Unpublished Opinion from MI Court of Appeals

S T A T E O F M I C H I G A N

C O U R T O F A P P E A L S

PEOPLE OF THE STATE OF MICHIGAN, UNPUBLISHED

October 14, 2008

Plaintiff-Appellee,

v No. 273407

Emmet Circuit Court

JOEL NATHAN DUFRESNE, LC No. 06-002597-FC

Defendant-Appellant.

Before: Hoekstra, P.J., and Cavanagh and Zahra, JJ.

PER CURIAM.

Defendant appeals as of right his convictions following a jury trial of three counts of

first-degree criminal sexual conduct (CSC I), MCL 750.520b(1)(f) (using force or causing

injury), and six counts of third-degree criminal sexual conduct (CSC III), MCL 750.520d(1)(f)

(using force or coercion).

We affirm.

Defendant’s convictions arose out of multiple forced sexual acts with his former

girlfriend. The girlfriend testified that defendant threatened to kill her, her daughters, and her

parents if she reported the acts to law enforcement authorities. She further testified that

defendant told her that he would take their son away from her if she refused to participate in the

sexual acts.

Defendant first argues that his constitutional right to a fair trial was violated when two

police officers testified that he invoked his right to counsel and his right to remain silent. We

review this preserved claim of error to determine whether any constitutional error occurred; if an

error occurred, we then determine whether the beneficiary of the error has established that the

error was harmless beyond a reasonable doubt. People v Carines, 460 Mich 750, 774; 597

NW2d 130 (1999).

A defendant’s exercise of his Miranda

rights may not be used as evidence at trial. Doyle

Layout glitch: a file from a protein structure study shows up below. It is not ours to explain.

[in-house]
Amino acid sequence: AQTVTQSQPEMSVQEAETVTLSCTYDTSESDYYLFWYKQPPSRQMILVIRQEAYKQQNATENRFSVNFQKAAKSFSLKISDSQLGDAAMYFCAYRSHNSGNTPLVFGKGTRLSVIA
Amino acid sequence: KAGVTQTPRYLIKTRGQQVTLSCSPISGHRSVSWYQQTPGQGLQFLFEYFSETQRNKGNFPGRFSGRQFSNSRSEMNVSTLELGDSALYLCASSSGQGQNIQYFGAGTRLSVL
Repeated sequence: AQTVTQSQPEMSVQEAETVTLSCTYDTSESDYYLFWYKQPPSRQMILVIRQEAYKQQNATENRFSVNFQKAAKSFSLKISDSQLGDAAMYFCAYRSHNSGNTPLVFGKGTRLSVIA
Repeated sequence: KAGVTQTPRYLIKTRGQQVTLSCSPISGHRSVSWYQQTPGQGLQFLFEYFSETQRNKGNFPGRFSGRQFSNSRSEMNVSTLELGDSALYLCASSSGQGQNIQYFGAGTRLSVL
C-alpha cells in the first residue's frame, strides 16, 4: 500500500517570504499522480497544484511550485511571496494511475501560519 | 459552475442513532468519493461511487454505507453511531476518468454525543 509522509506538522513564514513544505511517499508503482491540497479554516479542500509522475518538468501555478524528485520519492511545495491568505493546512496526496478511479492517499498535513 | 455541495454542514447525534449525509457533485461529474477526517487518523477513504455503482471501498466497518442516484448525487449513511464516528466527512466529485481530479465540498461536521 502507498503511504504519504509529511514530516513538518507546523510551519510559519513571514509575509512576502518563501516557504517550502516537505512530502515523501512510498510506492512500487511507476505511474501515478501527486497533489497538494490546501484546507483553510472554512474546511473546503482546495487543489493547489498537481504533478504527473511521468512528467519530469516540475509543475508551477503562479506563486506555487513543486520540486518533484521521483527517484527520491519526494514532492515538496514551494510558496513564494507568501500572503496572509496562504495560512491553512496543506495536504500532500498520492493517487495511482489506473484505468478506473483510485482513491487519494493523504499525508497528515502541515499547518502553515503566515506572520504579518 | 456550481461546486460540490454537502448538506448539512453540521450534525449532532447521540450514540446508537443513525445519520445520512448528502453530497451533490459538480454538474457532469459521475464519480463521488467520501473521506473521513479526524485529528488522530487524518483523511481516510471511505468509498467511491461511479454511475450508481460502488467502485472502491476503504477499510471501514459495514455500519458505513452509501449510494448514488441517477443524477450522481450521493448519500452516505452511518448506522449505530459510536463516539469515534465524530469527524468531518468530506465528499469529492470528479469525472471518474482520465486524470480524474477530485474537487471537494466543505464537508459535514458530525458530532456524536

v Ohio, 426 US 610, 619; 96 S Ct 2240; 49 L Ed 2d 91 (1976); People v Dennis, 464 Mich 567,

573-574; 628 NW2d 502 (2001). Here, the investigating officers both testified, in response to

the prosecutor’s open-ended questions, that defendant had invoked his right to counsel. The

references to defendant’s request for counsel were relatively brief, and the prosecutor neither

attempted to impugn the request for counsel nor to create any inference from the invocation of

the right to counsel. As such, under Dennis, supra at 628, the police officers’ testimony did not

violate defendant’s right to a fair trial.

Defendant next argues that prosecutor committed misconduct by eliciting testimony

about defendant’s ties to a white supremacist organization. Similarly, defendant argues that his

trial counsel was ineffective for failing to object to this testimony. We review the unpreserved

claim of prosecutorial misconduct for plain error affecting defendant’s substantial rights.

Carines, supra at 774. For the preserved claim of ineffective assistance of counsel, we review

the trial court’s factual findings for clear error and conduct a de novo review of the legal issues.

People v Dendel, 481 Mich 114, 124; 748 NW2d 859 (2008). We see no misconduct on the part

of the prosecutor, and conclude that counsel’s performance was effective with regard to the

general testimony addressing white supremacist activities.

To establish prosecutorial misconduct in this case, defendant must demonstrate that the

evidence regarding the white supremacist activities was inadmissible and that the presentation of

that evidence denied defendant a fair and impartial trial. People v Dobek, 274 Mich App 58, 63-

64; 732 NW2d 546 (2007). We conclude that the general testimony about defendant’s

involvement in the white supremacist activities was admissible, in that it tended to establish